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Putting Rational Numbers in Order

Date: 09/22/2002 at 18:08:16
From: Eric
Subject: Ordering rational numbers


I am stuck on a problem and was wondering if you could walk me through 
it. I have to order 4/15, 6/17, and 3/16 from least to greatest. I 
can't use a calculator so it's hard to find a common denominator for 
all three of those fractions. How would I solve this and other similar 

Date: 09/22/2002 at 19:26:58
From: Doctor Sarah
Subject: Re: Ordering rational numbers

Hi Eric - thanks for writing to Dr. Math.

If you can't use a calculator, you could multiply together the 
denominators (15 * 16 * 17) and use that denominator:

  15 * 16 * 17 = 4080

  4080/15 = 272  1/15 = 408/4080   4/15 =1088/4080

  4080/16 = 255  1/16 = 255/4080   3/16 =  765/4080

  4080/17 = 240  1/17 = 240/4080   6/17 = 1440/4080

If that looks like too much calculating, try division:
   16 )3.000      3/16 = .187
   15 )4.000      4/15 = .266

   17 )6.000      6/17 = .352

- Doctor Sarah, The Math Forum

Date: 09/22/2002 at 23:51:42
From: Doctor Greenie
Subject: Re: Ordering rational numbers

Hi, Eric -

Here is another method which can sometimes be used (it works very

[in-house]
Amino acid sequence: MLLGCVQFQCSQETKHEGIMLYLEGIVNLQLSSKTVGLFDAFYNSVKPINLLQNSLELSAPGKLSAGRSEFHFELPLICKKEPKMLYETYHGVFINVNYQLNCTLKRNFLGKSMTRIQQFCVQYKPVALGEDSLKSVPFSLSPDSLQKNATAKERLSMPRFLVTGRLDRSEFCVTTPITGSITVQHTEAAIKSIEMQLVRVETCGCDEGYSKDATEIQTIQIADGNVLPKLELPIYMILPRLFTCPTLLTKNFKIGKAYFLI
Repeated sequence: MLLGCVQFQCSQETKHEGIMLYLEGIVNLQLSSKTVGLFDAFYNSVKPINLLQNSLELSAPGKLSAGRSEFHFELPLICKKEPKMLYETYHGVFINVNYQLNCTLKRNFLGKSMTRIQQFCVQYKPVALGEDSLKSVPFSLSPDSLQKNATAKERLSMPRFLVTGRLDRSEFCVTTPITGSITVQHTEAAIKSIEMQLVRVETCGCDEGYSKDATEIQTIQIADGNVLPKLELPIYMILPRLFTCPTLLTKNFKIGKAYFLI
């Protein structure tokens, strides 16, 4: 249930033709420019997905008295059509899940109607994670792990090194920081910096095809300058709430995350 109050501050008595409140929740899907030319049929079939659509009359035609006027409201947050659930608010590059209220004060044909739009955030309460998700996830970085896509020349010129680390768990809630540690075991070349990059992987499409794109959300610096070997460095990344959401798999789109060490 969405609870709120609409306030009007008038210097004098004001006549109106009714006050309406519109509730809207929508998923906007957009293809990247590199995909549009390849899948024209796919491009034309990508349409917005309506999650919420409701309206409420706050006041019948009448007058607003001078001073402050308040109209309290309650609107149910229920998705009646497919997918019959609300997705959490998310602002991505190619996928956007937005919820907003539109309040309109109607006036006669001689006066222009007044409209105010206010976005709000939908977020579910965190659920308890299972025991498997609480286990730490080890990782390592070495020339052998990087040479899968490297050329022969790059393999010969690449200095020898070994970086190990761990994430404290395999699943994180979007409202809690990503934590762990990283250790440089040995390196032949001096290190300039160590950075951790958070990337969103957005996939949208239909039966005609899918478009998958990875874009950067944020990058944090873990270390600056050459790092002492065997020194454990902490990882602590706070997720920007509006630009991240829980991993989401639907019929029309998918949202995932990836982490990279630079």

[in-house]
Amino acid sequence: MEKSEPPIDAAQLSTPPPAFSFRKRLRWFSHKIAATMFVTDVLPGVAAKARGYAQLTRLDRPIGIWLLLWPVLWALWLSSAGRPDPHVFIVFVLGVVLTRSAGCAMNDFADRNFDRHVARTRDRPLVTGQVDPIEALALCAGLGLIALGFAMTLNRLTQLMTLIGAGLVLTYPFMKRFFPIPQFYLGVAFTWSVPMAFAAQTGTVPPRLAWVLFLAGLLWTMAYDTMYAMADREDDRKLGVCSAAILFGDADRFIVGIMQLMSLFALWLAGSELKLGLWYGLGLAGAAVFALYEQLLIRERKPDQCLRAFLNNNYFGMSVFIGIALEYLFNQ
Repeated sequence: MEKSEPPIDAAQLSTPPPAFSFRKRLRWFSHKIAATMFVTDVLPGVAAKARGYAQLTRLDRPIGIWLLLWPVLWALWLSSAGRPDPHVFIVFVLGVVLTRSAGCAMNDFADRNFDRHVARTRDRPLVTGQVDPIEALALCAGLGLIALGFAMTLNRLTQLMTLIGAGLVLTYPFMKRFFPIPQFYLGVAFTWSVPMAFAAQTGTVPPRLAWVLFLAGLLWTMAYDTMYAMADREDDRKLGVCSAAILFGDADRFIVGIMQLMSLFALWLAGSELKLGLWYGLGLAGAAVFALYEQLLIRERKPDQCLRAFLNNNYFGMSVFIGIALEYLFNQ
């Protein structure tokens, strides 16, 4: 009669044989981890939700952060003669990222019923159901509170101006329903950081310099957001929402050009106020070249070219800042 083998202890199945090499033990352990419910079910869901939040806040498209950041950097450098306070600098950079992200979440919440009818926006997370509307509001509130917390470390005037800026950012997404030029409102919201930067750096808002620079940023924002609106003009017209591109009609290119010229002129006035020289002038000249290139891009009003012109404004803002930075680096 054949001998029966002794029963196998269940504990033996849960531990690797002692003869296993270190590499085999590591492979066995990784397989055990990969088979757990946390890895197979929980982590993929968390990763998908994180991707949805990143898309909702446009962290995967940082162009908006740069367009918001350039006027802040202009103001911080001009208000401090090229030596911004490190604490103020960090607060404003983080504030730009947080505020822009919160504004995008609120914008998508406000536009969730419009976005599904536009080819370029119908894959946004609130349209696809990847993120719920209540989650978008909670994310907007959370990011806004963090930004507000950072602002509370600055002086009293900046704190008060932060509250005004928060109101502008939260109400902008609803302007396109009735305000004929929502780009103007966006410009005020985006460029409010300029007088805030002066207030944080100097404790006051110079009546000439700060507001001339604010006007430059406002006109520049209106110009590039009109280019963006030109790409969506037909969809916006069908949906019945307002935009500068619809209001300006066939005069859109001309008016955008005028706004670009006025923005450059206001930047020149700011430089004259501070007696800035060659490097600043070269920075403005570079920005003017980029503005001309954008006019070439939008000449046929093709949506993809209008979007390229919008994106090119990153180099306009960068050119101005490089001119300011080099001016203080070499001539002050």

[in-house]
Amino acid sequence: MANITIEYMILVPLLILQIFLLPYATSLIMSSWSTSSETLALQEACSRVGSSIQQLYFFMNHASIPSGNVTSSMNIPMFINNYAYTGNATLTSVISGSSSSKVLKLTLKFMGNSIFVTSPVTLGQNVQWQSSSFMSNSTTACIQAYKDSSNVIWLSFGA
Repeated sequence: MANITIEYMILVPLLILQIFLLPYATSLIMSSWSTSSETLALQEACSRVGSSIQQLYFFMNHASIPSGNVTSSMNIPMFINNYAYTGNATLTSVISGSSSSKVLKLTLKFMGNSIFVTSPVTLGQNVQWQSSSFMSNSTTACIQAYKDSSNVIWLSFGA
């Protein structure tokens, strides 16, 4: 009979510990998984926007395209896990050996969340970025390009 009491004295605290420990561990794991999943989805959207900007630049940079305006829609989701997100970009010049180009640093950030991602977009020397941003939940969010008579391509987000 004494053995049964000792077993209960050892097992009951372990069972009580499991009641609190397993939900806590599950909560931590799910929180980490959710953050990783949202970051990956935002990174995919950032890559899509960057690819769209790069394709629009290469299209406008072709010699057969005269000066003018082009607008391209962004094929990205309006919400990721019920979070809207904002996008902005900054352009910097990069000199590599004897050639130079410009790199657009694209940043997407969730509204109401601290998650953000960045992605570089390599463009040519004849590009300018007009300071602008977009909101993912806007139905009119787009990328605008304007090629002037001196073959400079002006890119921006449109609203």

nicely on this problem).

Let's think of each fraction as representing the record of some sports 
team. For example, the fraction 7/10 would represent the record of a 
team which has won 7 out the 10 games it has played.

Now let's compare the fractions 3/16 and 4/15.  A team whose record 
is represented by the fraction 3/16 has played one more game than the 
team whose record is represented by the fraction 4/15, but they have 
won one game less. If they have played more total games but have won 
fewer, then clearly their record is worse - that is, their winning 
percentage is lower. So we know that 3/16 is less than 4/15 without 
doing any difficult arithmetic.

Now let's compare the fractions 4/15 and 6/17 in a slightly different 
but still very similar manner. This time we can think of these two 
fractions as representing the record of the same team, but a couple of 
games apart. So the fraction 4/15 represents the fact that the team at 
one point had played 15 games and won 4; the fraction 6/17 represents 
the fact that, after the team had played 17 games, it had won 6 of 
them. In going from its earlier record of winning 4 out of 15 games to 
its later record of winning 6 out of 17 games, it must have won 2 out 
of 2 games. The winning percentage for winning 2 out of 2 games is 
much higher than the winning percentage for winning 4 out of 15 games; 
so winning those 2 out of 2 games must have raised the team's winning 
percentage. That is, the fraction 6/17 must be bigger than the 
fraction 4/15.

I hope you find this method of comparing fractions useful in at least 
some problems of this type.

Please write back if you have any questions about this method.

- Doctor Greenie, The Math Forum
Associated Topics:
Elementary Fractions
Middle School Fractions

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